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Is anyone familiar with the DustFX Cyclonic DC?

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  • #16

    Re: Is anyone familiar with the DustFX Cyclonic DC?

    Re: Is anyone familiar with the DustFX Cyclonic DC?

    Originally posted by Rod Johnston View Post

    I really need to hear from someone who actually owns and uses one before I can comfortably entertain buying one.

    Cheers.
    Hi Rod, I wouldn't even consider buying one until you receive a system performance curve, which is the first step in determining if it can even work with your equipment/installation.

    After that, you can worry about filtration and separation efficiency..........Regards, Rod.
    Work is the curse of the riding class.

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    • #17

      Re: Is anyone familiar with the DustFX Cyclonic DC?

      Re: Is anyone familiar with the DustFX Cyclonic DC?

      Ron, John & All,

      Many ask my opinion of the squat and cone shaped cyclones. I don’t like or recommend either for many reasons.

      1. These measure with even higher overhead than traditional cyclones, so trying to power one of these on a regular dust collector blower ends up with such bad airflow we don’t even collect sawdust and chips well. The major firms who guarantee customer air quality found we need at least a 3 hp dust collector or 4.2 hp cyclone to move ample air to get good fine dust collection. Cyclones need more power than dust collectors because it takes a lot of work to force air into the tight separation spiral inside a cyclone. Without the extra power a cyclone kills the airflow we need for good collection.

      2. These squat shaped cyclones don’t have ample settle area so they don’t separate as well as traditional cyclones. Except for odd shaped pieces, traditional cyclones separate off the larger chips and sawdust particles then blow the airborne dust away outside. Things like airborne dust, long shavings, strings, and weird shaped pieces act like sails and get blown right through. OSHA testing shows airborne dust makes up about 15% of the total weight of debris made during woodworking and these odd shaped chips make up another roughly 2%, so the best traditional cyclones only provide about 83% efficiency by weight. The magazine testing found the worst of these squat and cone shaped cyclones only provide 55% by weight separation and the best which without my permission copy the tilted inlet, helical baffle, and cone dimensions from my design still only get 78% separation efficiency.

      Why would you want to put one quarter of what you collect into your filters? This makes for a lot of cleaning and will quickly ruin your filters. Airborne wood dust particles are covered with razor sharp edges and points that destroy filters, especially when cleaning. Large facilities who filter with traditional cyclones on average must replace filters every three months. Bottom line, I strongly recommend you save up and then either build or buy a cyclone of my design. Certified independent medical school testing shows unlike traditional cyclones my design separates off 83.33% of the airborne dust by weight and virtually of the sized particles that do the most damage to our filters. As a result some have been using the same filters with no problems for more than ten years.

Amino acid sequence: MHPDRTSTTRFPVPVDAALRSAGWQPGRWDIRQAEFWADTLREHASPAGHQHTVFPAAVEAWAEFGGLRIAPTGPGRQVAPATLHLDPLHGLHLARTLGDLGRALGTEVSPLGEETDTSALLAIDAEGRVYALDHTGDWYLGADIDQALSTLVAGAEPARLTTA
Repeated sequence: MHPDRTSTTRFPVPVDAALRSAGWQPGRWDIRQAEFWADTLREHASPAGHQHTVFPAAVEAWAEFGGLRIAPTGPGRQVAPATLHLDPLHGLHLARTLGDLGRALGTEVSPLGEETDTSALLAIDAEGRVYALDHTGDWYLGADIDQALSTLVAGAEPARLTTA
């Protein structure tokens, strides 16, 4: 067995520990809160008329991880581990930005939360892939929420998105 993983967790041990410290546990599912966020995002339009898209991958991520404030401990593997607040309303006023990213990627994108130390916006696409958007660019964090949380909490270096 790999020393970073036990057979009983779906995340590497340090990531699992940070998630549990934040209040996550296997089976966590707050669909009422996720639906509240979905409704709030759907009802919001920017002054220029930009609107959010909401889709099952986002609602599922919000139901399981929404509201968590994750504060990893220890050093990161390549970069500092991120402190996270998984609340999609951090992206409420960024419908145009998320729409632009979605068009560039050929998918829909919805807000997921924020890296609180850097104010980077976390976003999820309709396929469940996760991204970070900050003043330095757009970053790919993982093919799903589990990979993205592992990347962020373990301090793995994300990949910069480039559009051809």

I suggest you not get overwhelmed and forget your goal is to protect yourself and those close to you from fine dust. I strongly recommend good fine dust collection and my web pages share how, but until you can install good fine dust collection it is easy and affordable to get good fine dust protection. The best protection is to wear a good properly fit dual cartridge NIOSH approved respirator mask and make sure we don't build up lots of fine dust. The best way to avoid fine dust build up is to vent our cyclones and dust collectors outside and work with our main doors open a bit and a strong fan blowing out a side door or window to create a good airflow through our shops. Our particle counters show for best protection we need to put on our respirator mask and start venting our shop before we start making fine dust and both the mask and fan need to stay on for about a half hour after we stop making fine dust .I recommend you do this venting outside until you can either build or buy a cyclone. Then, step up to a cyclone that moves enough air to get good fine dust collection and don’t forget it will not work unless you also upgrade tool hoods, have good ducting, and a good filter.

      Hazards: Sawdust and chips pose a fire hazard, can hide sharp fast moving cutters, can cause us to slip, and pose some risk of explosion. This is why most U.S. cities choose to implement the National Fire Protection Association (NFPA) standards for the collection, storage and disposal of sawdust and chips. In addition to these problems some woods carry toxic chemicals in and on wood that can cause irritation, poisoning, neural damage, cause us to build allergic reactions, and even increase our risks of some cancers. In the 1960s medical researchers also found that all fine airborne dusts also damage our respiratory tissues. Fine dust consists of particles sized under 10-microns which are so fine and light they are invisible without magnification, can stay airborne for a long time and get right by our bodies’ natural protections. Fine wood dusts contain razor sharp edges and sharp often barbed points that damage our respiratory tissues and cause scaring. Unless you have a toxic or allergic reaction the damage caused by fine is so little with each exposure most don’t notice problems for years, then accumulated damage leads to COPD and worsens all kinds of health problems, particularly age related diseases. These problems are so bad that the EPA sets tough air quality standards that only allow 0.1 milligrams of fine dust per cubic meter of air.